One of these former detainees is Noor Agha Sher Khan, who used to be a police
officer in Gardez, a mud-caked town in the eastern part of the country.
According to Sher Khan, US forces detained him in a night raid in 2003 and
brought him to a Field Detention Site at a nearby US base. "They interrogated
me the whole night," he recalls, "but I had nothing to tell them." Sher Khan
worked for a police commander whom US forces had detained on suspicion of
having ties to the insurgency. He had occasionally acted as a driver for this
commander, which made him suspicious in American eyes.
The interrogators blindfolded him, taped his mouth shut and chained him to the
ceiling, he alleges. Occasionally they unleashed a dog, which repeatedly bit
him. At one point, they removed the blindfold and forced him to kneel on a long
wooden bar. "They tied my hands to a pulley [above] and pushed me back and
forth as the bar rolled across my shins. I screamed and screamed." They then
pushed him to the ground and forced him to swallow 12 bottles worth of water.
"Two people held my mouth open and they poured water down my throat until my
stomach was full and I became unconscious. It was as if someone had inflated
me," he says. After he was roused from his torpor, he vomited the water
This continued for a number of days; sometimes he was hung upside down from the
ceiling, at other times blindfolded for extended periods. Eventually, he was
sent to Bagram where the torture ceased. Four months later, he was quietly
released, with a letter of apology from US authorities for wrongfully
An investigation of Sher Khan's case by the Afghan Independent Human Rights
Commission and an independent doctor found that he had wounds consistent with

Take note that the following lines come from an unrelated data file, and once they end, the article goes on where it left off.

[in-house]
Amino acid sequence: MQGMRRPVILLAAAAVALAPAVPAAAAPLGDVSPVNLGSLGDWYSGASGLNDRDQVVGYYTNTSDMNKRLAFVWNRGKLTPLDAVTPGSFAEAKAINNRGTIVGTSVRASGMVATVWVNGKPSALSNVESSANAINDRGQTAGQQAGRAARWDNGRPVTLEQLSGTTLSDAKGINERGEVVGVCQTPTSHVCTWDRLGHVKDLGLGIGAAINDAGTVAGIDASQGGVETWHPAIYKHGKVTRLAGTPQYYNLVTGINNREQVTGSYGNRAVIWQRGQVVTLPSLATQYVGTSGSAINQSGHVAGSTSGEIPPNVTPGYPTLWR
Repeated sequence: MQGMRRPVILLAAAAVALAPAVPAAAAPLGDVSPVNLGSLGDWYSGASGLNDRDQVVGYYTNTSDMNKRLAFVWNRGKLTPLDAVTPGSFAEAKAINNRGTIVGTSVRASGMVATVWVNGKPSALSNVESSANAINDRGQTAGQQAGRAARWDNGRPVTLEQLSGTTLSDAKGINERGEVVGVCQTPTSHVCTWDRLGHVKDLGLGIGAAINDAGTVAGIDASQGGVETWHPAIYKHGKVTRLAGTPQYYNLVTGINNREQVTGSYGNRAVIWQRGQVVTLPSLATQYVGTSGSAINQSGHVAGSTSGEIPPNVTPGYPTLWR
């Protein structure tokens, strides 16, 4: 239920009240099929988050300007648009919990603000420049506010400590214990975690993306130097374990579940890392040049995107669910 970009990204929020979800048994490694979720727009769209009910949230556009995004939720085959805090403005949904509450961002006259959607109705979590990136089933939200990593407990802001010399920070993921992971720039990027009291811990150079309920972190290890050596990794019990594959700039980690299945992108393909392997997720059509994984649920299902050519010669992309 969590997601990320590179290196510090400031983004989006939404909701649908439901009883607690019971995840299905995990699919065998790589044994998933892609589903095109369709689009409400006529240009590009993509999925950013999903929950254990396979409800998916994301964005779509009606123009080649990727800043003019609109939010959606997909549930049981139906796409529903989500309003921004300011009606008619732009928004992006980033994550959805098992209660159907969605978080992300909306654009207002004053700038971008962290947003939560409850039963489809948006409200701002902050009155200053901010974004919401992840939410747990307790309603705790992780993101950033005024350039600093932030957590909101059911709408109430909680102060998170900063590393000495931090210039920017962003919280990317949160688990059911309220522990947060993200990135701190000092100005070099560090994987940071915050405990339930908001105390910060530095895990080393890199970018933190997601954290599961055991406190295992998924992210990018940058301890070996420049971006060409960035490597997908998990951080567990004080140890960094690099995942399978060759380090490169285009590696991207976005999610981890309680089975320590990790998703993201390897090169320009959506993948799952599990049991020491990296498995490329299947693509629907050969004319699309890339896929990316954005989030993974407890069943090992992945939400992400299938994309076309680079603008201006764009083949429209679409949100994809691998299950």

the abusive treatment he alleges. US forces have declined to comment on the
specifics of his case, but a spokesman said that some soldiers involved in
detentions in this part of the country had been given unspecified
"administrative punishments". He added that "all detainees are treated
humanely", except for isolated cases.
Some of those taken to the Field Detention Sites never make it to Bagram, but
instead are simply released after authorities deem them to be innocuous. Even
then, some allege abuse. Such was the case with Hajji Ehsanullah, snatched one
winter night in 2008 from his home in the southern province of Zabul. He was
taken to a detention site in Khost province, some 320 kilometers away. He
returned home 13 days later, his skin scarred by dog bites and with memory
difficulties that, according to his doctor, resulted from a blow to the head.
US forces had dropped him off at a gas station in Khost after three days of
interrogation. It took him 10 more days to find his way home.
Others taken to these sites never end up in Bagram for an entirely different
reason. In the hardscrabble villages of the Pashtun south, where rumors grow
more abundantly than the most bountiful crop, locals whisper tales of people
who were captured and executed. Most have no evidence. But occasionally, a body
Such was the case at a detention site on an American military base in Helmand